Dr Radbruch, would you explain the decision of EMA, to suspend the authorisation of four intravenous linear gadolinium based contrast agents for most of the indications in the EU?
‘Generally, a comprehensive risk benefit analysis has to be performed prior to the administration of every medication. For gadolinium based contrast agents (GBCAs) this risk-benefit analysis includes - among other factors such as diagnostic efficacy and the risk of further side effects - also the potential gadolinium deposition risk. Even though we do not know if any clinical correlates exist for the gadolinium deposition, the EMA decided that it is favorable to minimize the amount gadolinium in the body. Since numerous studies provided evidence that the total amount of gadolinium in the brain can be reduced when macrocyclic GBCAs are used the EMA pursued a “precautionary approach” and concluded that the risk benefit ratio is no longer favourable for the linear GBCAs. Exceptions of this regulation are exclusively the use of gaobenate or gadoxetic acid for liver imaging and gadopentetic acid for intraarticular joint imaging.
Unlike the EU, the USA’s regulatory body, Food and Drug Administration (FDA) currently does not see a need for action. Why are their opinions so different?
‘The FDA acknowledges that linear gadolinium based contrast agents deposit more gadolinium than macrocyclics. However, they come to a different conclusion within their risk benefit analysis and it seems that they will not remove any product from the market as long as no clinical correlates of gadolinium deposition are proven.’
Does the decision to restrict authorisation without proof of damage lead to unnecessary confusion among physicians? Do you understand this growing insecurity, even patient’s fears?
‘In my opinion, the increasing uncertainty among physicians and patients as well as an unreasonable decline of GBCAs in clinically indicated situations is indeed the biggest threat in the current debate. Personally, I hope that the uncertainty will subside as time goes by. It’s important to point out that the entire debate might be a phantom debate - an issue without substance. Generally, we need to explain our patients that GBCAs are an important component of clinical routine(Article in german)and often allow life-saving diagnoses. To date, GBCAs have been applied approximately 450 million times worldwide – 50 percent of these might have been linear and despite of this enormous number, no clinical correlates of the depositions are known, yet.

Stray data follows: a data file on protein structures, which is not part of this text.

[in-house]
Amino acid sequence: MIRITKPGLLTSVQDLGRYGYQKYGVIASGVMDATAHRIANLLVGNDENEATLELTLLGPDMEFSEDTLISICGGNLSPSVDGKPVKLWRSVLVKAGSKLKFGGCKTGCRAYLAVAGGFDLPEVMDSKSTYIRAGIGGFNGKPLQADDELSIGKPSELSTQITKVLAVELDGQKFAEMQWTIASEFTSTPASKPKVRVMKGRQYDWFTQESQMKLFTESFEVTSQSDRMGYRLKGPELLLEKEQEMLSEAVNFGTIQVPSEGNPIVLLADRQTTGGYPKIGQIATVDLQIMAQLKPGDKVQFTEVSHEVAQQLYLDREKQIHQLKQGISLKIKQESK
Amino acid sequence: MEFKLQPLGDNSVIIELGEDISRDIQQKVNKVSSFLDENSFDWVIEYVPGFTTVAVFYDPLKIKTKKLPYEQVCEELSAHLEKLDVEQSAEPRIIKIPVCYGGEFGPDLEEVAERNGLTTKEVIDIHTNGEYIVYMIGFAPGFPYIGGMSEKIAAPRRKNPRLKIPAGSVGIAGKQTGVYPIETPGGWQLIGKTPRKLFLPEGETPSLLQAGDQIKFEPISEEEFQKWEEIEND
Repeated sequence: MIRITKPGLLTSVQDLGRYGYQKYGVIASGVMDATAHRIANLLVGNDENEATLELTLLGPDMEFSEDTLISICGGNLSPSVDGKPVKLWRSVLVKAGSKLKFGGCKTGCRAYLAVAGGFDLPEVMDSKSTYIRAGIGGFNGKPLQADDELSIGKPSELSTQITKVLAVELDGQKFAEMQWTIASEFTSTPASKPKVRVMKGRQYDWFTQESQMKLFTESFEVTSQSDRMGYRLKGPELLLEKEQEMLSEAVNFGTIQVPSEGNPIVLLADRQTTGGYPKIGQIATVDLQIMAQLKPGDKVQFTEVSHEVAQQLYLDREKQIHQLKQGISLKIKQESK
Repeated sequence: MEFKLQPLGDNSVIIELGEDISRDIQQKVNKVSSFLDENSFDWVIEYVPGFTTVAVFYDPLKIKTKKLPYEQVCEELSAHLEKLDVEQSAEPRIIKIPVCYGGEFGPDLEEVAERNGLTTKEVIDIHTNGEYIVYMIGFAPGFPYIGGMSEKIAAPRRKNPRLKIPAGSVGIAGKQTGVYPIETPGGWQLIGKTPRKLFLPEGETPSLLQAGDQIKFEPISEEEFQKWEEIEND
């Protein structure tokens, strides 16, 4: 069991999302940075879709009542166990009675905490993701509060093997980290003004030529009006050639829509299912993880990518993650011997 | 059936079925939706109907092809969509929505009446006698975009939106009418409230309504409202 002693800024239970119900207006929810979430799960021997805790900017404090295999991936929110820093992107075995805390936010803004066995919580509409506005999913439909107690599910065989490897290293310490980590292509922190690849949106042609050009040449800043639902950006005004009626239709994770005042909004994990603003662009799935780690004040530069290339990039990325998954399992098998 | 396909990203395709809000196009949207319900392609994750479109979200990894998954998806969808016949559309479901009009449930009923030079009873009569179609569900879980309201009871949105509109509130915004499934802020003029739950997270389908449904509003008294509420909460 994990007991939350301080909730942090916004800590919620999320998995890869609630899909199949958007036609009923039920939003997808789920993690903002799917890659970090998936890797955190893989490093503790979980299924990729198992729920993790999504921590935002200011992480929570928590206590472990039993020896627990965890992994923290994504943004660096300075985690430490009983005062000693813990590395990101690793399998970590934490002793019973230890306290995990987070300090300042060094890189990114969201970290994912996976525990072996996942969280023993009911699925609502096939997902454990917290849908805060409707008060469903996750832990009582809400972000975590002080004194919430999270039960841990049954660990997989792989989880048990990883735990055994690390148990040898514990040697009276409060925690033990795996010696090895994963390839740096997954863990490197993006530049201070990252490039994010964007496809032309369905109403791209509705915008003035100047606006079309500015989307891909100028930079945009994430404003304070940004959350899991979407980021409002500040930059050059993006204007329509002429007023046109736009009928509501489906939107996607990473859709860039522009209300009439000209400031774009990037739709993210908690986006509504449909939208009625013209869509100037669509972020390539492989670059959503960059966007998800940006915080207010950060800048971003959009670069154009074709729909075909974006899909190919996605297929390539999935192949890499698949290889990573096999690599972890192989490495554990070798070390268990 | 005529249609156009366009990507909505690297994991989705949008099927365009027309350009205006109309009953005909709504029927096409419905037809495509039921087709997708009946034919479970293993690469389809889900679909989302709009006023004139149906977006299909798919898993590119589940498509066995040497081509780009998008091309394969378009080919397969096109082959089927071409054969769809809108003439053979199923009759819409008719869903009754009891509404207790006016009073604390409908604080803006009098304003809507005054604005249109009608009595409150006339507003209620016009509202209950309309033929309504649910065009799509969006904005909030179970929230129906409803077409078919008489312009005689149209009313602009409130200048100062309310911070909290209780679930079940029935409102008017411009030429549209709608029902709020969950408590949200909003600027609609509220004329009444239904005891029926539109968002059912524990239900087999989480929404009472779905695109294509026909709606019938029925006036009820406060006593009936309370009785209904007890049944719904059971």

However, we should not forget that it also took us almost 10 years to disentangle the correlation between gadolinium and NSF. This experience with NSF might be one of the reasons why the EMA followed its precautionary approach.'
What is the current research status?
‘Animal experiments indicate that 24 hours post injection similar amounts of GBCAs – linear as well as macrocyclic – can be found, first in the cerebrospinal fluid and 24 hours later in the brain. However, four weeks after injection the total concentration of gadolinium in the brain is much higher with linear GBCAs than with macrocyclics – the latter being just slightly above the level of detection. Further animal experiments provided evidence to explain this finding: While the intact chelate is washed out over time for both - linear and macrocyclic GBCAs - the linear GBCAs partly dechelate and subsequently bind to different partners (eg macromolecules) which finally cause the hyperintensities seen on T1 weighted images. In macrocyclic GBCAs, however, no gadolinium release was detected. Consequently, the statement that all contrast agents deposit gadolinium is partly misleading. Gadolinium deposition is a process which has to be monitored over time: the intact chelate can temporarily be detected in the brain after both linear and macrocyclic GBCAs administration. However, dechelated gadolinium, which potentially stays in the brain, is found only after use of linear GBCAs.’
Are there potential alternatives to gadolinium-containing agents?
‘Currently, a lot of research on contrast-free MRI techniques is being conducted. At the German Cancer Research Centre we recently showed that sugar might potentially be used as contrast agent for brain tumour patients. Moreover, I’m sure, going toward diffusion-weighted imaging, which does not require contrast agents at all, will play a crucial role. However, I don’t see any technique that, in the short run, might replace GBCAs.
Could the debate lead to an overall ban?
‘I’m sure there won’t be an overall ban. A ban would be absurd in view of the immense clinical benefit of GBCAs. I do hope that, in Europe, suspending the authorisation for linear GBCAs will calm the waves. Nobody can tell where the regulatory debate in the USA is heading. At the end of the day, I guess, markets will create facts. Look at paediatrics: Over the past two years, this field has witnessed a major shift in the USA and today 95 percent of GBCAs used are macrocyclic. Such developments might make regulatory decision superfluous.’
PD Dr. Alexander Radbruch is a radiologist at the German Cancer Research Center in Heidelberg and at the University Hospital Essen. He has published numerous papers on gadolinium retention and in 2015 showed for the first time that differences in gadolinium retention in the brain exist between macrocyclic and linear gadolinium-containing contrast agents. In 2017, the radiologist was chosen by colleagues in the category "Radiological Research" as one of the world's 15 most influential people.